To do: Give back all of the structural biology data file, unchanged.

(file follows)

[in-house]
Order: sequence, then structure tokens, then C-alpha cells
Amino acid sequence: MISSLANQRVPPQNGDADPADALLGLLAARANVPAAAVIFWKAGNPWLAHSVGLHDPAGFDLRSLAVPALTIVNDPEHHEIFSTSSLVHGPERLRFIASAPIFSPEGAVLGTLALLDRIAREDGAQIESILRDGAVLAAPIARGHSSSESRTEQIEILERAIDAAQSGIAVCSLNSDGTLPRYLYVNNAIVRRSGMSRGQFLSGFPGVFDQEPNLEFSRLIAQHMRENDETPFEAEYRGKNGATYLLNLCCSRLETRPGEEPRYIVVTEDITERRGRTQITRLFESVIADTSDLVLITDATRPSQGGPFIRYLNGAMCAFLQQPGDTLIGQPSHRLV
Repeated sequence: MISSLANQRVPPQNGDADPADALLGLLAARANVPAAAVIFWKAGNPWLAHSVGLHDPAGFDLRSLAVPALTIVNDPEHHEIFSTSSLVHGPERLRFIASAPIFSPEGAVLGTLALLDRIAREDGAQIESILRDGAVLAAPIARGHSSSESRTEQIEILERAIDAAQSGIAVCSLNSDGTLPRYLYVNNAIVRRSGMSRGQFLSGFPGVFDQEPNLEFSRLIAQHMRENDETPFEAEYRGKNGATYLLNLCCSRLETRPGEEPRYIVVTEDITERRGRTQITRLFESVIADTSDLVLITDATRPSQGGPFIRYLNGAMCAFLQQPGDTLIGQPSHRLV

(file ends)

[in-house]
Order: sequence, then structure tokens, then C-alpha cells
Amino acid sequence: MISSLANQRVPPQNGDADPADALLGLLAARANVPAAAVIFWKAGNPWLAHSVGLHDPAGFDLRSLAVPALTIVNDPEHHEIFSTSSLVHGPERLRFIASAPIFSPEGAVLGTLALLDRIAREDGAQIESILRDGAVLAAPIARGHSSSESRTEQIEILERAIDAAQSGIAVCSLNSDGTLPRYLYVNNAIVRRSGMSRGQFLSGFPGVFDQEPNLEFSRLIAQHMRENDETPFEAEYRGKNGATYLLNLCCSRLETRPGEEPRYIVVTEDITERRGRTQITRLFESVIADTSDLVLITDATRPSQGGPFIRYLNGAMCAFLQQPGDTLIGQPSHRLV
Repeated sequence: MISSLANQRVPPQNGDADPADALLGLLAARANVPAAAVIFWKAGNPWLAHSVGLHDPAGFDLRSLAVPALTIVNDPEHHEIFSTSSLVHGPERLRFIASAPIFSPEGAVLGTLALLDRIAREDGAQIESILRDGAVLAAPIARGHSSSESRTEQIEILERAIDAAQSGIAVCSLNSDGTLPRYLYVNNAIVRRSGMSRGQFLSGFPGVFDQEPNLEFSRLIAQHMRENDETPFEAEYRGKNGATYLLNLCCSRLETRPGEEPRYIVVTEDITERRGRTQITRLFESVIADTSDLVLITDATRPSQGGPFIRYLNGAMCAFLQQPGDTLIGQPSHRLV